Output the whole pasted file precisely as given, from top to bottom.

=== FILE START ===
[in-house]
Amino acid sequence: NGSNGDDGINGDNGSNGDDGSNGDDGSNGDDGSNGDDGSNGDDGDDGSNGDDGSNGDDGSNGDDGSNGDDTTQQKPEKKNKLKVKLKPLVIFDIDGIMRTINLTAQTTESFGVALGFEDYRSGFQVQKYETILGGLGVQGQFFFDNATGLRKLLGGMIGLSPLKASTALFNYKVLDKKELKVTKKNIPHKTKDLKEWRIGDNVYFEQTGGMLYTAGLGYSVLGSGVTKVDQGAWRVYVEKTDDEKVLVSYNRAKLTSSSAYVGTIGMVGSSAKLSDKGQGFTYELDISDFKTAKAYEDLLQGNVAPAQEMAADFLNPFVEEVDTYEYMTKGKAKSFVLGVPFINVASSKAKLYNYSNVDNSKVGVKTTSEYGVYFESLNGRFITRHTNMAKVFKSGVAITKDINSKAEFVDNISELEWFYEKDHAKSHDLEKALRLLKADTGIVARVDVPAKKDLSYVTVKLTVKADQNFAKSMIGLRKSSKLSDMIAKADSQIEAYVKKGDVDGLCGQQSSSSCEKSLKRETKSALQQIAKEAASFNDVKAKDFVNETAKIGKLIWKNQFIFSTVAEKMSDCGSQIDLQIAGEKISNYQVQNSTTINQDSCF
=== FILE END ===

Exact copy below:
[in-house]
Amino acid sequence: NGSNGDDGINGDNGSNGDDGSNGDDGSNGDDGSNGDDGSNGDDGDDGSNGDDGSNGDDGSNGDDGSNGDDTTQQKPEKKNKLKVKLKPLVIFDIDGIMRTINLTAQTTESFGVALGFEDYRSGFQVQKYETILGGLGVQGQFFFDNATGLRKLLGGMIGLSPLKASTALFNYKVLDKKELKVTKKNIPHKTKDLKEWRIGDNVYFEQTGGMLYTAGLGYSVLGSGVTKVDQGAWRVYVEKTDDEKVLVSYNRAKLTSSSAYVGTIGMVGSSAKLSDKGQGFTYELDISDFKTAKAYEDLLQGNVAPAQEMAADFLNPFVEEVDTYEYMTKGKAKSFVLGVPFINVASSKAKLYNYSNVDNSKVGVKTTSEYGVYFESLNGRFITRHTNMAKVFKSGVAITKDINSKAEFVDNISELEWFYEKDHAKSHDLEKALRLLKADTGIVARVDVPAKKDLSYVTVKLTVKADQNFAKSMIGLRKSSKLSDMIAKADSQIEAYVKKGDVDGLCGQQSSSSCEKSLKRETKSALQQIAKEAASFNDVKAKDFVNETAKIGKLIWKNQFIFSTVAEKMSDCGSQIDLQIAGEKISNYQVQNSTTINQDSCF